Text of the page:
Canada’s labour markets weaker than federal government suggests

Every Canadian province significantly underperformed relative to U.S. states – they all rank in the bottom half

Canada’s labour markets weaker than federal government suggestsBy Charles Lammam and Brennan Sorge The Fraser Institute Touting Canada’s relatively low unemployment rate is a common refrain from the current federal government. For instance, Finance Minister Bill Morneau repeatedly states that “Canada’s unemployment rate is now the lowest it's been in over 40 years” and “these are the real results of a plan…

A tale of two cities and their wildly different spending habits

Vancouver taxes and spends far more than neighbouring Surrey. But do Vancouverites get value for their greater investment?

A tale of two cities and their wildly different spending habitsBy Josef Filipowicz and Charles Lammam The Fraser Institute With three levels of government delivering a wide array of services to British Columbians – paid for by an equally wide array of taxes, fees and transfers – it can be difficult for citizens to understand and assess government taxation and spending – especially at city…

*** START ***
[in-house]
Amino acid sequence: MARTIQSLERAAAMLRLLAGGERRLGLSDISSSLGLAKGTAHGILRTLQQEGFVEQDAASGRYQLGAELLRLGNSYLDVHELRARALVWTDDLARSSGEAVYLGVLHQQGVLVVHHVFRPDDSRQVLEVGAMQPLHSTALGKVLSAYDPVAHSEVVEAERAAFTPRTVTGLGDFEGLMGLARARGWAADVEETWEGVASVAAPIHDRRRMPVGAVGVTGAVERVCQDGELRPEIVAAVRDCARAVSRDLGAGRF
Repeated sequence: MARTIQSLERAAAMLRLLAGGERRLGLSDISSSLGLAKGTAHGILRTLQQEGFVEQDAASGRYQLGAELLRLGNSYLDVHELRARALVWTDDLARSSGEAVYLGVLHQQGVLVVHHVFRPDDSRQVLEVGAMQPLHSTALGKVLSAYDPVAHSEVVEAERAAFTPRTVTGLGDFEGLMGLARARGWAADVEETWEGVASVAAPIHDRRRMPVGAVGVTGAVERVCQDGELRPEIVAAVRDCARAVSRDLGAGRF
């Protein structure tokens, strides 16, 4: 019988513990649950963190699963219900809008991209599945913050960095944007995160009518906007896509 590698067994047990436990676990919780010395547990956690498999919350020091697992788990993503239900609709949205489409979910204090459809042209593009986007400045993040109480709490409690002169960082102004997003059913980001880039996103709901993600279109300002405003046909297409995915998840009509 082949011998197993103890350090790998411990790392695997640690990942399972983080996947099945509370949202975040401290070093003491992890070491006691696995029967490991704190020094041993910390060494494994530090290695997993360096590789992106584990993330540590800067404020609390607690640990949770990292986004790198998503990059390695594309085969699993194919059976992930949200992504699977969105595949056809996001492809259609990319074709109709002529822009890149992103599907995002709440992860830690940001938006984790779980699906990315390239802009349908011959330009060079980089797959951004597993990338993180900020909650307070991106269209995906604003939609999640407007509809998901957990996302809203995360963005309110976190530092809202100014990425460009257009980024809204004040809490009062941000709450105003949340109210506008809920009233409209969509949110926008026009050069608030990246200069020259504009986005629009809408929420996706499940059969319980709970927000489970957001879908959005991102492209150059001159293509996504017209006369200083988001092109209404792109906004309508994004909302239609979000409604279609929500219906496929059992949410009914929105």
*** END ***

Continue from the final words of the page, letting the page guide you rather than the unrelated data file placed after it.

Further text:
Ontario workers have little to celebrate this Labour Day

The problems are widespread: a low private-sector employment rate, too many part-time jobs, below average productivity

Ontario workers have little to celebrate this Labour DayBy Charles Lammam and Brennan Sorge The Fraser Institute Labour Day is a time to celebrate workers. Unfortunately, when you compare Ontario’s labour market to other North American jurisdictions over the past three years, Ontarians have little to cheer about. Premier Doug Ford’s government has an opportunity to help turn things around. But it will…

Alberta’s job recovery brings its own set of problems

Instead of a recovering private sector economy, Alberta has simply expanded its government sector

Alberta’s job recovery brings its own set of problemsBy Charles Lammam and Brennan Sorge The Fraser Institute Premier Rachel Notley’s government has repeatedly pointed to total employ­ment figures as a sign that Alberta has recovered from the recent recession. For instance, the premier recently said “our economy is recovering … and created 90,000 new jobs last year.” But to better understand the state…

Average workers will ultimately pay B.C.’s new payroll tax

Health tax will reduce wages and job opportunities, and further erode the province’s investment climate

Average workers will ultimately pay B.C.’s new payroll taxBy Charles Lammam and Taylor Jackson The Fraser Institute B.C. Finance Minister Carole James called Medical Services Plan (MSP) premiums “unfair” and argued in a news release that her government’s replacement Employer Health Tax (EHT) is a “much fairer and progressive approach.” More broadly, Premier John Horgan government’s rhetoric about the new tax suggests it…

Inflated employee pay at the heart of Alberta government’s debt

From wages to benefits to job security to early retirement, government employee compensation must be constrained